The 2007 NSCH was conducted as a module of the State and Local Area Integrated Telephone Survey by the National Center for Health Statistics. The study used a stratified random-digit-dial sampling design to achieve a nationally representative sample of 91 642 parents of children 0 to 17 years of age. One child was randomly selected from each household and interviews were conducted with the parent or guardian who knew most about the child’s health and health care. Interviews lasting ∼30 minutes were conducted in English and Spanish. The overall weighted response rate was 51.2% (American Association of Public Opinion Rate 4).
The sample for this study included 91 605 children ages birth to 17 with nonmissing data on the question about lifetime epilepsy/seizure disorder. There is some variability in the final study sample for each different comorbid condition/functioning indicator owing to missing data, and because certain measures were not relevant and/or not asked for infants or very young children. Questions about learning disability were asked only of children ages 3 to 17 years, questions about severe headaches were asked only of children ages 6 to 17 years, and questions about oral health problems were asked only of children ages 1 to 17 years. Height/weight data were restricted to children ages 10 and older because of concerns about the validity of parent report for younger ages.20 School functioning and social competence were measured only for children ages 6 to 17. Questions about mental health treatment were asked only of children older than 24 months, and special education services only of children aged 6 to 17 years.
To produce population-based estimates, data records for each interview were assigned a sampling weight. NSCH sampling weights adjust for stratification by geographic area and various forms of nonresponse, including poststratification to match population control totals on key demographic variables obtained from Census Bureau data. Further details on the design and operation of NSCH are reported elsewhere.20 This study was granted exempt status by the University of California Los Angeles Institutional Review Board.
Lifetime Epilepsy or Seizure Disorder
Parents were asked if a doctor or health care provider ever told them that their child had epilepsy or seizure disorder, and if so, if their child currently had epilepsy or seizure disorder. Children were categorized as never diagnosed with epilepsy/seizure disorder, currently diagnosed, or previously but not currently diagnosed.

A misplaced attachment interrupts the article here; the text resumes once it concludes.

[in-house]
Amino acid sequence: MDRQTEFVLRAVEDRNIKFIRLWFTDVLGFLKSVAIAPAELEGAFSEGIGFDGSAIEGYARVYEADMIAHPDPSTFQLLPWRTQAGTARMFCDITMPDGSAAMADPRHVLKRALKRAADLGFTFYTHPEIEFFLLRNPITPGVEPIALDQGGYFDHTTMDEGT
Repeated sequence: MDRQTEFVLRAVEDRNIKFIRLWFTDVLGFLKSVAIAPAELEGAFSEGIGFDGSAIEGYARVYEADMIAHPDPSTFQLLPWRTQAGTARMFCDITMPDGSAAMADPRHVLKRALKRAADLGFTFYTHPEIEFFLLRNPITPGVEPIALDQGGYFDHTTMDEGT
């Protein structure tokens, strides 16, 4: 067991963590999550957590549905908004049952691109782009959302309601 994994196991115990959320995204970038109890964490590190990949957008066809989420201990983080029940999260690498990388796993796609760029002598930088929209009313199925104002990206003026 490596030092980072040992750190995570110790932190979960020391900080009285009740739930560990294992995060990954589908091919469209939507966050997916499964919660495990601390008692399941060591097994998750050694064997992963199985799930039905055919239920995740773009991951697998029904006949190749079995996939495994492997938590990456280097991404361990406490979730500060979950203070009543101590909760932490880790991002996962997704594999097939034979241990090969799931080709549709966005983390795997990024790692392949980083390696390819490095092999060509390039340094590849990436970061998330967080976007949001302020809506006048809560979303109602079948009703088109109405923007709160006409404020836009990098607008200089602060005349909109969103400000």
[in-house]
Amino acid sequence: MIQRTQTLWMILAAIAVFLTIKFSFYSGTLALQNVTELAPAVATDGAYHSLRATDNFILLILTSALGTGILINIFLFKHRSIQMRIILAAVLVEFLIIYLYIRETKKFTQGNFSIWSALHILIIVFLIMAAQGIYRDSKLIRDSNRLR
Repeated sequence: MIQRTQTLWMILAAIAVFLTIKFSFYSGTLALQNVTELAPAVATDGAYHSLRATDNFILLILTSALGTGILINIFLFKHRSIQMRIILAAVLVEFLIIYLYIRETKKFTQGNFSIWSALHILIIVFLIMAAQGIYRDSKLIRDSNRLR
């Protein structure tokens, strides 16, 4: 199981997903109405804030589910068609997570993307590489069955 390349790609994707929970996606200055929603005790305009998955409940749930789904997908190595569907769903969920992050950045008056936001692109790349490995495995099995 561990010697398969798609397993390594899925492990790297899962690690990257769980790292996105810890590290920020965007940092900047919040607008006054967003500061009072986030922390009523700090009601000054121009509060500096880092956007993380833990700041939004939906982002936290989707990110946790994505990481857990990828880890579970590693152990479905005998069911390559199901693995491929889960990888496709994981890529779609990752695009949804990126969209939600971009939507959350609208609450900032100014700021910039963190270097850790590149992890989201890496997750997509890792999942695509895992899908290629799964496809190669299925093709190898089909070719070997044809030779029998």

Mental Health and Developmental Indicators
Children were identified as having comorbid mental health/developmental disorders if the parent reported that the child currently had depression, anxiety, attention-deficit disorder/ADHD, conduct problems, learning disability, developmental delay, or autism/autism spectrum disorder (ASD).
Physical Health Indicators
Measures of physical health included parent report of a child currently having a hearing or vision problem and currently having asthma. Additional measures included a health care provider telling the parent the child had migraine headaches in the past year; hay fever/respiratory allergy, food/digestive allergy, or eczema/skin allergy; and 3 or more ear infections. Obesity was defined as a BMI in the 95th percentile and above according to Centers for Disease Control and Prevention growth charts.20 Oral health problems were assessed by parent report of whether the child had decayed teeth or cavities, broken teeth, or bleeding gums in the past 6 months.
Functional Health Indicators
Parents reported an activity restriction (yes/no) if the child was “limited or prevented in any way in his/her ability to do the things most children of the same age can do.” School functioning was assessed by parent report of whether the child had ever repeated a grade, and contact in the past year by the school about problems. Social competence was measured by parent ratings of how often the child shows respect for teachers and neighbors; gets along well with other children; tries to understand others’ feelings; and tries to resolve conflicts with classmates, family, and friends. Items were summed to create a composite following criteria established by previous research21; scores <12 on the 16-point scale identified children with low social competence. The Aggravation in Parenting scale22 measures stress in parenting through 3 items where parents rate how often the child was much harder to care for than other children; does things that really bothers them; and how often they felt angry with him or her. Items were summed to create a scale ranging from 0 to 12, and scores above 6 (corresponding with an answer of “sometimes” for each item) identified parents with high aggravation.
Service Use and Access Indicators